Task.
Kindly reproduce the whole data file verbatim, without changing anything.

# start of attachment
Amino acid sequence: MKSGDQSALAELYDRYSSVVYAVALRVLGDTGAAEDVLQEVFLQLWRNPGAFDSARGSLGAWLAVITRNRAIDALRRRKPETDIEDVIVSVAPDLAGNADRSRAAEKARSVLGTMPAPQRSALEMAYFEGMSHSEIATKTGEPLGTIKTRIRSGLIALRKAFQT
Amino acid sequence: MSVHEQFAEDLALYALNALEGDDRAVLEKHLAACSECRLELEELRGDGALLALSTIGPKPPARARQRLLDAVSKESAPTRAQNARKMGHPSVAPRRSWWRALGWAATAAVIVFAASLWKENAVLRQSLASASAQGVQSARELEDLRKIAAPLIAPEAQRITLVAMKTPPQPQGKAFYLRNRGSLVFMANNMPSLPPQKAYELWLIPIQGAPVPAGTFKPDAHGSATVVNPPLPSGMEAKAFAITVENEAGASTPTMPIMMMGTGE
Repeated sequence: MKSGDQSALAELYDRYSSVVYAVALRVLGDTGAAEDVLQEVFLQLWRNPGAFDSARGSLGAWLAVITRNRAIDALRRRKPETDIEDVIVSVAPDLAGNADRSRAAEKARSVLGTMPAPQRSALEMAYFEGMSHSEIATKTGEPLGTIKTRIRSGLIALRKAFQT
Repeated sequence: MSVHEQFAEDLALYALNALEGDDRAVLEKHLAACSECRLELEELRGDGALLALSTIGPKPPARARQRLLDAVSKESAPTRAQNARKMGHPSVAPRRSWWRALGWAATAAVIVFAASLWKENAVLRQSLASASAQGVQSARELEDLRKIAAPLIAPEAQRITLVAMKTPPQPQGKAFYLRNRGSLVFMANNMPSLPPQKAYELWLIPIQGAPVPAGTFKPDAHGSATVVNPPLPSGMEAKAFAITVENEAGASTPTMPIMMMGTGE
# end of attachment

Amino acid sequence: MKSGDQSALAELYDRYSSVVYAVALRVLGDTGAAEDVLQEVFLQLWRNPGAFDSARGSLGAWLAVITRNRAIDALRRRKPETDIEDVIVSVAPDLAGNADRSRAAEKARSVLGTMPAPQRSALEMAYFEGMSHSEIATKTGEPLGTIKTRIRSGLIALRKAFQT
Amino acid sequence: MSVHEQFAEDLALYALNALEGDDRAVLEKHLAACSECRLELEELRGDGALLALSTIGPKPPARARQRLLDAVSKESAPTRAQNARKMGHPSVAPRRSWWRALGWAATAAVIVFAASLWKENAVLRQSLASASAQGVQSARELEDLRKIAAPLIAPEAQRITLVAMKTPPQPQGKAFYLRNRGSLVFMANNMPSLPPQKAYELWLIPIQGAPVPAGTFKPDAHGSATVVNPPLPSGMEAKAFAITVENEAGASTPTMPIMMMGTGE
Repeated sequence: MKSGDQSALAELYDRYSSVVYAVALRVLGDTGAAEDVLQEVFLQLWRNPGAFDSARGSLGAWLAVITRNRAIDALRRRKPETDIEDVIVSVAPDLAGNADRSRAAEKARSVLGTMPAPQRSALEMAYFEGMSHSEIATKTGEPLGTIKTRIRSGLIALRKAFQT
Repeated sequence: MSVHEQFAEDLALYALNALEGDDRAVLEKHLAACSECRLELEELRGDGALLALSTIGPKPPARARQRLLDAVSKESAPTRAQNARKMGHPSVAPRRSWWRALGWAATAAVIVFAASLWKENAVLRQSLASASAQGVQSARELEDLRKIAAPLIAPEAQRITLVAMKTPPQPQGKAFYLRNRGSLVFMANNMPSLPPQKAYELWLIPIQGAPVPAGTFKPDAHGSATVVNPPLPSGMEAKAFAITVENEAGASTPTMPIMMMGTGE